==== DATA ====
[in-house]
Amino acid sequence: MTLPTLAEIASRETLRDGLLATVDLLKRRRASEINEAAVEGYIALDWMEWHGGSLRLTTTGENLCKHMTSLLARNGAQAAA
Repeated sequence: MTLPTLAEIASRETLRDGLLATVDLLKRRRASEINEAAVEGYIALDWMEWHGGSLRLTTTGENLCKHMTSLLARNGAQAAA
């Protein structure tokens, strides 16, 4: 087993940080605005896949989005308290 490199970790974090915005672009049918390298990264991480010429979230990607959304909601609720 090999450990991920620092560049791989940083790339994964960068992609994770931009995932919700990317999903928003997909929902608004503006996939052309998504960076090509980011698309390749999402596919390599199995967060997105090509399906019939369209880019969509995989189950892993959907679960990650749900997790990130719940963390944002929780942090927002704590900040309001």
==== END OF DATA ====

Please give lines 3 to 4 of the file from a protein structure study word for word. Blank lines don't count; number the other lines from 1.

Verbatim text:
Repeated sequence: MTLPTLAEIASRETLRDGLLATVDLLKRRRASEINEAAVEGYIALDWMEWHGGSLRLTTTGENLCKHMTSLLARNGAQAAA
């Protein structure tokens, strides 16, 4: 087993940080605005896949989005308290 490199970790974090915005672009049918390298990264991480010429979230990607959304909601609720 090999450990991920620092560049791989940083790339994964960068992609994770931009995932919700990317999903928003997909929902608004503006996939052309998504960076090509980011698309390749999402596919390599199995967060997105090509399906019939369209880019969509995989189950892993959907679960990650749900997790990130719940963390944002929780942090927002704590900040309001």